Systems Development Life Cycle

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  • Created by: Annie
  • Created on: 03-05-14 13:27

Systems Development Life Cycle

   The stages of developing a new system are sometimes referred to as the “systems development lifecycle”.

   The term “lifecycle” implies, producing a new information system is not a one-off exercise involving a few months of activity.

   Once developed it will need maintenance, and eventually will be seen as inadequate to meet the users’ needs so a new system will then need to be developed, and so on.

The lifecycle goes through a number of stages, but a particular one may need to be repeated. 

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Stages of SDLC

  • Preliminary Study
  • Feasability Study
  • Analysis
  • Design
  • Construction the solution
  • Testing
  • Installation and Conversion
  • Review and Maintenance
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Preliminary Study

·   A brief look at whether or not the new system is needed

·   Managers initiate the preliminary study of they feel the present system doesn’t function well or that a new system might lead to improvement in productivity or quality

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Feasibility Study

·    Looks at the existing system and possible alternatives, including a new system or upgrading the old one.It considers the 5 following factor:

technical. will the new system work?

economic.will a new system save money?

legal. does a new system comply with the law?

operational. will a new system really solve the problem?

schedule. can a new system be built in time to produce benefits?

·  A feasibility study produces a formal report for the management of a company, which then decide whether to give the approval to continue.If they continue, management then decide on a budget for the system

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Analysis of the problem and proposed solution

 An investigation (by interview, questionnaire, observation and detailed study of documents) into the current system to see how it works and what is required from the new system

Final deliverables need to be agreed at this stage and noted down to prevent confusion and arguments later on

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·         Design stage determines how the requirements specification is implemented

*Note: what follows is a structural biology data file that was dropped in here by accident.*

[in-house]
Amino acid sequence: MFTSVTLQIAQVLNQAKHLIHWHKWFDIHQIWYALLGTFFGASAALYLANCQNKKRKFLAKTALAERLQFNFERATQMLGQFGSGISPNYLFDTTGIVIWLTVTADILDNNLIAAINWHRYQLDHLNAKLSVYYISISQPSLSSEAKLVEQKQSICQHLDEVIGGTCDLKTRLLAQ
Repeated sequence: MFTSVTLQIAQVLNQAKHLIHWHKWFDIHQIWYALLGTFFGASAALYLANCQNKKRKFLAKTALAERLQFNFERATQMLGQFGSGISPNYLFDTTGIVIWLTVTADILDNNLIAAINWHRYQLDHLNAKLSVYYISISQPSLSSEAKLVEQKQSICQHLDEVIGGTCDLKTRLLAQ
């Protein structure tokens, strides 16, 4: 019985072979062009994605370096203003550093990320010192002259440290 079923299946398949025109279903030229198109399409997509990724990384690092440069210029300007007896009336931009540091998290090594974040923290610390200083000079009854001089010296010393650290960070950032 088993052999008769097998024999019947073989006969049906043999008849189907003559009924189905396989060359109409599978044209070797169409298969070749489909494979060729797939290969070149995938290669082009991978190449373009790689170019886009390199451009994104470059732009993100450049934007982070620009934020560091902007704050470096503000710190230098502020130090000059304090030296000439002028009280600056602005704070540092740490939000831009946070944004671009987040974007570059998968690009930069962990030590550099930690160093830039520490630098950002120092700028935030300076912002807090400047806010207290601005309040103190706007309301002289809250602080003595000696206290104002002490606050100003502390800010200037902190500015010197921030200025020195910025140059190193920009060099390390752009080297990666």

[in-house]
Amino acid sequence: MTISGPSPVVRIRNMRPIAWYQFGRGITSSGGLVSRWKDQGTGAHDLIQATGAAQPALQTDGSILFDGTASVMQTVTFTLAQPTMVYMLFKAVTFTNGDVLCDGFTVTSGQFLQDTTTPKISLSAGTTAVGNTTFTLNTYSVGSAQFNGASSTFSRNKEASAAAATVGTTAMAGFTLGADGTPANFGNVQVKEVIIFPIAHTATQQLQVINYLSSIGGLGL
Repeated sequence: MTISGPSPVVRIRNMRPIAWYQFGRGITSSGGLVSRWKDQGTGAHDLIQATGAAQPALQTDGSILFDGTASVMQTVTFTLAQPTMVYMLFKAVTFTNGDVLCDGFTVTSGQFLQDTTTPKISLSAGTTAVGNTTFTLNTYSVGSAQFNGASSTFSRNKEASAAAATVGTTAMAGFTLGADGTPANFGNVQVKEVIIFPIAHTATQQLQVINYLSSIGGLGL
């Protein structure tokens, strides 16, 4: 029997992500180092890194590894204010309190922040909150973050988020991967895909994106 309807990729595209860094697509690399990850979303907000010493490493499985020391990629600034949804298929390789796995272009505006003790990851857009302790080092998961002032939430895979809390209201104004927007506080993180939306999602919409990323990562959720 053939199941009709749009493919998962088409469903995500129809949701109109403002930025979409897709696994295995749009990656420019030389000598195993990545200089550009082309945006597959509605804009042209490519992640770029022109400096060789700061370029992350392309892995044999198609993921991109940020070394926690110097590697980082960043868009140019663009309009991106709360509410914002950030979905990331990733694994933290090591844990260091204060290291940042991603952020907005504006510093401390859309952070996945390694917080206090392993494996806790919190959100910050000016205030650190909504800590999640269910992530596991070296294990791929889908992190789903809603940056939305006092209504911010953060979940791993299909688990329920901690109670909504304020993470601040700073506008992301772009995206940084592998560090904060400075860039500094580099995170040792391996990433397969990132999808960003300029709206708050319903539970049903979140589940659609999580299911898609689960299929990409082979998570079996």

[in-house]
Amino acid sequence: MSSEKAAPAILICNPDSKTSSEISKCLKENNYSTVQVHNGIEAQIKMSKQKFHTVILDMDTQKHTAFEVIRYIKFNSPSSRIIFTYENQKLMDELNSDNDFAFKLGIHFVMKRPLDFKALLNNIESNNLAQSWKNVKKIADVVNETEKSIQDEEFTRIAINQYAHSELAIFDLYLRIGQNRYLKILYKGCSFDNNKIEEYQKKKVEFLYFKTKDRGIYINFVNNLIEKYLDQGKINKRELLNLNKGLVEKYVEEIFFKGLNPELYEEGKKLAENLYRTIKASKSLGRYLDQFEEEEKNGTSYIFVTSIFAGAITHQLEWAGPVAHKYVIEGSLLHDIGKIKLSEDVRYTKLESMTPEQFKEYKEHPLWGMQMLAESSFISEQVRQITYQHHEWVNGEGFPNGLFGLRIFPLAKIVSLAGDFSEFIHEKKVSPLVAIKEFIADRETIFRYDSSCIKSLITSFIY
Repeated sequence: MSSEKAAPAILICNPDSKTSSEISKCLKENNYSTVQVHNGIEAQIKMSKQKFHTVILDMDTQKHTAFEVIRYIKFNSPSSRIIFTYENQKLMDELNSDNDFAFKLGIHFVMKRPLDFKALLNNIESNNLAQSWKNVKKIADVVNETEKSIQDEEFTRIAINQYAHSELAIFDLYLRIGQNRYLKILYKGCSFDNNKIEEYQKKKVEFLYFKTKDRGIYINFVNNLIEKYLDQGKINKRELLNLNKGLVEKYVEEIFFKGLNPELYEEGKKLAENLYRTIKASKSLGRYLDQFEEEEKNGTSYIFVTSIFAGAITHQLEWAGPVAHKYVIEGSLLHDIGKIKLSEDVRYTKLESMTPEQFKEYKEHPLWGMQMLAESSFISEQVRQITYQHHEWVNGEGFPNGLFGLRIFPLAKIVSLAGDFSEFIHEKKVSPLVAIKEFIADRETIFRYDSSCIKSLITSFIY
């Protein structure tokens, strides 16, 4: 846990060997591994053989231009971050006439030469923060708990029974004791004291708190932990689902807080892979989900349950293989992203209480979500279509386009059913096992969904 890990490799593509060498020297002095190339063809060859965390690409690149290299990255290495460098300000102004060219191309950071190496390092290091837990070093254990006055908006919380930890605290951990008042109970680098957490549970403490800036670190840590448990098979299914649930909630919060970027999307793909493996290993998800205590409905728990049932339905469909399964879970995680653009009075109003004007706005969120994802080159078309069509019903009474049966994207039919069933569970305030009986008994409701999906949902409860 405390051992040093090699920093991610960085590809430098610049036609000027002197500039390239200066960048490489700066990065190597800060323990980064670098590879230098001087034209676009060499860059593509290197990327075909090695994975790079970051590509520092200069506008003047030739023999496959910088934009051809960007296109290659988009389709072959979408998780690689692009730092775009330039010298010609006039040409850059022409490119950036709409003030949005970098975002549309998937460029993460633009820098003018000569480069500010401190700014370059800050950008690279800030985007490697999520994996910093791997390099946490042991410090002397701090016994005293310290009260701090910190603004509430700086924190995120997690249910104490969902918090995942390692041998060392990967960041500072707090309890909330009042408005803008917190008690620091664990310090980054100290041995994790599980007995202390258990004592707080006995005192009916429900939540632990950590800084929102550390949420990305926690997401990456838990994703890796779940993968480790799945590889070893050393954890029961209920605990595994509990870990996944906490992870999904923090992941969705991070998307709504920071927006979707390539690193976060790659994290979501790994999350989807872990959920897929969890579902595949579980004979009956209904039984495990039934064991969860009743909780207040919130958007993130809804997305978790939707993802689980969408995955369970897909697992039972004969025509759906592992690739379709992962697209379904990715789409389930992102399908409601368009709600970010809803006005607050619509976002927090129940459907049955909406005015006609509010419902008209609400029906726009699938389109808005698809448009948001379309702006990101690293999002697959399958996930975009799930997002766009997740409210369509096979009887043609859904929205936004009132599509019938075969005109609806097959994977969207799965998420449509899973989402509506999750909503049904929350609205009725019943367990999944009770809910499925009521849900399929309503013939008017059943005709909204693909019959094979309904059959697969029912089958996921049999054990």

·         It involves breaking the problem down into smaller sub-problems, such as:

  • The fields and tables of the database
  • Input formats
  • Output formats – both for screens and printed output
  • Macro designs
  • The test plan

·         A system specification is made in sufficient detail for the programmers to create the system

·         Clear timescales are needed to prevent the project from over-running: A project timetable and milestones – deadlines for each part of the work – will be included in the design

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Constructing the Solution

·         This is the stage when the system is produced by the development of programs or customisation of software package

·         Programs are coded, tested and documented

·         Apart from the smallest projects, a team of programmers will be involved

·         Vital that work is monitored very carefully, and that timescales are kept to

·         Files need to be converted into a form suitable for the new system

·         Hardware must also be installed and thoroughly tested

·         Installation may require extensive cabling and alteration of buildings

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Test data should test that all branches of the program perform to specification. Data should be used to test extreme cases.Testing should also include invalid data to ensure it is rejected

·    It’s crucial that the results produced by the program are compared with expected results. Any discrepancies should be investigated and corrected if necessary. Types of testing include:

Module testing 

Functional testing

System testing

User testing

Operational testing

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Installation and conversion

Hardware must be purchased, staff trained, user documentation written and data files converted for the new system.

Direct changeover

Parallel running

Phased conversion

Pilot conversion

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Review and maintenance

·         Once a system is in full operation it’s monitored to check it has met the objectives set out in the original specification.

·         Obviously, will need to be made to the systems – changes known as systems maintenance.

·         It’s necessary to evaluate the success of the project and review its effectiveness – such evaluation will involve returning to the original objectives and performance criteria to assess how well they have been met.

·         Evaluation – involves discussions with management and users of the system some time after it has been installed to gather their opinions as to the new system’s effectiveness.

·         Surveys can be used to find out if the information flows are correct and whether or not the information that is delivered is of high quality. 

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